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The Crack Magazine

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Ali & Ava

Director: Clio Barnard

Stars: Claire Rushbrook, Adeel Akhtar, Shaun Thomas, Ellora Torchia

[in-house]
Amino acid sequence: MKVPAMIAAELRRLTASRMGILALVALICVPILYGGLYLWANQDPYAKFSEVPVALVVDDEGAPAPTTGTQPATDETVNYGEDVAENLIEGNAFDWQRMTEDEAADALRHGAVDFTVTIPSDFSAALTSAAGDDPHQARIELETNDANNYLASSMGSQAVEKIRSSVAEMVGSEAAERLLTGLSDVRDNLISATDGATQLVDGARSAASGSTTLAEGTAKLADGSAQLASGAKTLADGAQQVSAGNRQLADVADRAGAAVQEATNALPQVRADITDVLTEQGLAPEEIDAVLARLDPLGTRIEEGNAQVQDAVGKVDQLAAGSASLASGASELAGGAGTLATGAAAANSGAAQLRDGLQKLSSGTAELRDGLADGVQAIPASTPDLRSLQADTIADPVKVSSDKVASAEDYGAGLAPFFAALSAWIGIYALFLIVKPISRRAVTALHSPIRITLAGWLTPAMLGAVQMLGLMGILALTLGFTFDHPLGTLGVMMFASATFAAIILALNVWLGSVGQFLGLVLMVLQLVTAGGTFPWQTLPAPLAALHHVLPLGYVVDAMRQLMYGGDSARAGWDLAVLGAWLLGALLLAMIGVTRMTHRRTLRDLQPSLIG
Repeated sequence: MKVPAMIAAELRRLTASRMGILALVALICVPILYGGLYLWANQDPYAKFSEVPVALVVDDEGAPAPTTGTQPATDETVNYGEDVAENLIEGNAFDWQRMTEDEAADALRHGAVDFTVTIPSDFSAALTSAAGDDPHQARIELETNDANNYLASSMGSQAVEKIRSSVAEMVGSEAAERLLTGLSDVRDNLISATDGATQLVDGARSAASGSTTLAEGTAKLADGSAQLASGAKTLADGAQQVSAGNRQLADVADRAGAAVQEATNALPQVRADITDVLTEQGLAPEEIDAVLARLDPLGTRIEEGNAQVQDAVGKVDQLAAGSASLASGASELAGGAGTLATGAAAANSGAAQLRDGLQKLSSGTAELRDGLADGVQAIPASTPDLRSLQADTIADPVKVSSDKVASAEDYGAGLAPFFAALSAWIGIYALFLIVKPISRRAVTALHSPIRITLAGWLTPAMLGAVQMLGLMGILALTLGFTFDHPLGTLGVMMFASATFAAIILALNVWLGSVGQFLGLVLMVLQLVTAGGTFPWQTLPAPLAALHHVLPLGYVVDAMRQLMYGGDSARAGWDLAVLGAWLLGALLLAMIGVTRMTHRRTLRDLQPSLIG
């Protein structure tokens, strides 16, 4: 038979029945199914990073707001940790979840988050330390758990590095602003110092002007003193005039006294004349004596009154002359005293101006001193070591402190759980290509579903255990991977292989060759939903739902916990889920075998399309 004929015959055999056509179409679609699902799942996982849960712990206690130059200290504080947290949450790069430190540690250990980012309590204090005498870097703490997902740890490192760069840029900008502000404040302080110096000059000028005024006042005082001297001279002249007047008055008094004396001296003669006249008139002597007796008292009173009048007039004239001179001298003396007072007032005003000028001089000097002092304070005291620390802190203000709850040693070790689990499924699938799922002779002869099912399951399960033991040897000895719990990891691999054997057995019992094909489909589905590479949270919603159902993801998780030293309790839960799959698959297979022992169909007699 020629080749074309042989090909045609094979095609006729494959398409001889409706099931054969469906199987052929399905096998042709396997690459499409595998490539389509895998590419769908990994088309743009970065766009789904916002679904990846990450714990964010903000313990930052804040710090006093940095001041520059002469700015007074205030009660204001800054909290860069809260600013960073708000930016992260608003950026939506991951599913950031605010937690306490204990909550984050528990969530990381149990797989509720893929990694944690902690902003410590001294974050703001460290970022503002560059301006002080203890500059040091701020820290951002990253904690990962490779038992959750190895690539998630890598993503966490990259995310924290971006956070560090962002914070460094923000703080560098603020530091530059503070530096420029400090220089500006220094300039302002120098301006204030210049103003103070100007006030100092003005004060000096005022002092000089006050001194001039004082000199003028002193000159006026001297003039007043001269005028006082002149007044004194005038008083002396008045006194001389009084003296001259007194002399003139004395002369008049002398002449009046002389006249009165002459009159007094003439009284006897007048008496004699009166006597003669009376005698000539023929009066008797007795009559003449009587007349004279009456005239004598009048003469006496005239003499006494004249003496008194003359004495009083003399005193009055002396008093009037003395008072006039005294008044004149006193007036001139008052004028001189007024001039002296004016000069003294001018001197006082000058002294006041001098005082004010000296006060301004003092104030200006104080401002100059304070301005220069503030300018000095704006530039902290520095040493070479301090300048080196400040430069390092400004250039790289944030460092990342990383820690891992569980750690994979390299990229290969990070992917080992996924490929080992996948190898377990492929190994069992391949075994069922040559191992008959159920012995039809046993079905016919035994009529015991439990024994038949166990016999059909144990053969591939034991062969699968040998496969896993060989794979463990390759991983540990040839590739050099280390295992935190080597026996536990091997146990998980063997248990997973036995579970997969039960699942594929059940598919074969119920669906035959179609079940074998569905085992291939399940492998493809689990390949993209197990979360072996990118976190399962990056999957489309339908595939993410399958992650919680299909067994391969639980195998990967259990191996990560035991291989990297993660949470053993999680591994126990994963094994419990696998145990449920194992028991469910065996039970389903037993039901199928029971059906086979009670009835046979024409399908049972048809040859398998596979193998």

Writer-director Barnard sticks to the council estate setting of previous films, experimental debut ‘The Arbor’ and the poetic realist ‘The Selfish Giant’, for this comparatively mainstream Bradford-set story of two disparate souls finding common ground. The always reliable Akhtar is Ali, a kindly landlord (steady now!) and hyperactive music obsessive, recently separated from his wife (Tochia), who is trying to keep the split a secret from his devout family. Ava (Rushbrook) is a down-to-earth, cheerful teacher’s assistant and grandmother living with her twenty-something son. They meet when Ali is picking up one of his tenants kids and he offers to give Ava a lift and shelter from the rain. Teasing each other about their music tastes – she likes country and he’s a banging choons dance fan – the two establish a rapport. Problems emerge however when Ava’s son Callum (Thomas), who still misses his father, is resentful and racist towards her mother’s new acquaintance. Despite a brief running time, the story takes in cultural differences, mental health, and the unacknowledged sexuality of older people, but it feels a little underwritten and over-reliant on, admittedly handsomely rendered, shots of the protagonists lost in reverie. Nevertheless, it boasts heartfelt and entirely relatable turns from Akhtar and Rushbrook.

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